And the “pc orthodoxy” (again, Prof. Van Ornum) of “gay” political activists overlooks that many of the so-called “gay” youth committing suicide because they are bullied as gay youth may not be gay at all, but “in flux”—susceptible to the kind of political pressure exerted by “gay” political activists who want to dominate discussions of the issue of “gay” teen suicide for political reasons: to make political gain out of the lives of young people.  To get into the schools and convert impressionable young folks . . . .

Van Ornum clearly does defend the “in flux” argument that views the suicides of some “gay” youth as suicides of young folks confused about sexual orientation, who might not end up gay if “gay” political activists could be kept away from them and out of schools.  Other posters at America threads have repeatedly spelled out the latter part of the argument, however, and repeatedly so at America blog threads.  These include John Stangle, to whom I’ve responded a number of times at these threads until my last response to him was censored (more on this below) and Michael Brooks, who is now posting on Professor Van Ornum’s thread.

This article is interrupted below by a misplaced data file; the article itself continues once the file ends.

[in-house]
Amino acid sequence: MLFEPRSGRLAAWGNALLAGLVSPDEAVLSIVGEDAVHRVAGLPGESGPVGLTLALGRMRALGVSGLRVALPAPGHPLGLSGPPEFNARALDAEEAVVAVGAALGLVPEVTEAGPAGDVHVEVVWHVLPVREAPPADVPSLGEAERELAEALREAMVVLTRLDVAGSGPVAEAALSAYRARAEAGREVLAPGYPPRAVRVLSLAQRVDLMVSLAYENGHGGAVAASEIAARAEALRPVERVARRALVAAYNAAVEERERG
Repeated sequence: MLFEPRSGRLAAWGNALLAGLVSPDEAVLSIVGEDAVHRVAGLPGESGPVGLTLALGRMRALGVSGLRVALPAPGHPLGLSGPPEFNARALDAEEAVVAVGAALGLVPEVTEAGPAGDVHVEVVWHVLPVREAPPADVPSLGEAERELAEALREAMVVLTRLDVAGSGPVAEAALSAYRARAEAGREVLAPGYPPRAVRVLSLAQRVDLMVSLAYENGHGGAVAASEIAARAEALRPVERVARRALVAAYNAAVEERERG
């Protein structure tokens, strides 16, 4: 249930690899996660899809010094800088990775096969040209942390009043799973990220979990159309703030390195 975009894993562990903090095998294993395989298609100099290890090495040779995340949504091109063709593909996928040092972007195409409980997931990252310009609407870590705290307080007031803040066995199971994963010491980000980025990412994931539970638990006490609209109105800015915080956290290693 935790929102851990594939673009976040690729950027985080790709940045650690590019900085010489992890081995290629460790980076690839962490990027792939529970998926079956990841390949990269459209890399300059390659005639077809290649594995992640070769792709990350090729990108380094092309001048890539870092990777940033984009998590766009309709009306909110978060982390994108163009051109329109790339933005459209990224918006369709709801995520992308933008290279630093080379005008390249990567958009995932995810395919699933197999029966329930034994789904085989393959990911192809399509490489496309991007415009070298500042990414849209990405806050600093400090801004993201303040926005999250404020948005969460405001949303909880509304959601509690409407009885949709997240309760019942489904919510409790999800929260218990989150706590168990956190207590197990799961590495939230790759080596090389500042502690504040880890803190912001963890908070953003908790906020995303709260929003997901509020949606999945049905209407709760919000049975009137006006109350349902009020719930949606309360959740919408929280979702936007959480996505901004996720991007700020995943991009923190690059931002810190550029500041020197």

And with whom Professor Van Ornum expresses agreement: on this, more below.

When Fr. James Martin published a posting at America’s “In All Things” blog about a prayer he has written following “the rash of gay and lesbian teen suicides,” John Stangle logged in to write,

Excuse me, but adolescents arn't, [sic, both the spelling and the comma splice] "gay and lesbian". What they are is highly influenced by a culture pushing homosexuality as, normal. And, by groups trying to tell them that they are, "gay and lesbian".  And, by those promoting a homosexual life style as something exciting and in vogue.